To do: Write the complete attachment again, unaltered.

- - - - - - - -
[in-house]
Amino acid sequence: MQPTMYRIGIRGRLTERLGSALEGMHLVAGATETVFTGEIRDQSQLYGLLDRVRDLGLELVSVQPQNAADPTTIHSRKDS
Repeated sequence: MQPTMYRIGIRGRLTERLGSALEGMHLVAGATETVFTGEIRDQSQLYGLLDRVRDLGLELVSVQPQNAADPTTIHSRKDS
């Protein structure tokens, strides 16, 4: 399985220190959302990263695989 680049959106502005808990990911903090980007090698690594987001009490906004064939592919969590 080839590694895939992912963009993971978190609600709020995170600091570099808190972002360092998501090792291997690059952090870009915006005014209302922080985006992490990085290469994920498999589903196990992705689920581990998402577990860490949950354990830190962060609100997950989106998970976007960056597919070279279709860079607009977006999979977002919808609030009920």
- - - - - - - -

[in-house]
Amino acid sequence: MQPTMYRIGIRGRLTERLGSALEGMHLVAGATETVFTGEIRDQSQLYGLLDRVRDLGLELVSVQPQNAADPTTIHSRKDS
Repeated sequence: MQPTMYRIGIRGRLTERLGSALEGMHLVAGATETVFTGEIRDQSQLYGLLDRVRDLGLELVSVQPQNAADPTTIHSRKDS
């Protein structure tokens, strides 16, 4: 399985220190959302990263695989 680049959106502005808990990911903090980007090698690594987001009490906004064939592919969590 080839590694895939992912963009993971978190609600709020995170600091570099808190972002360092998501090792291997690059952090870009915006005014209302922080985006992490990085290469994920498999589903196990992705689920581990998402577990860490949950354990830190962060609100997950989106998970976007960056597919070279279709860079607009977006999979977002919808609030009920």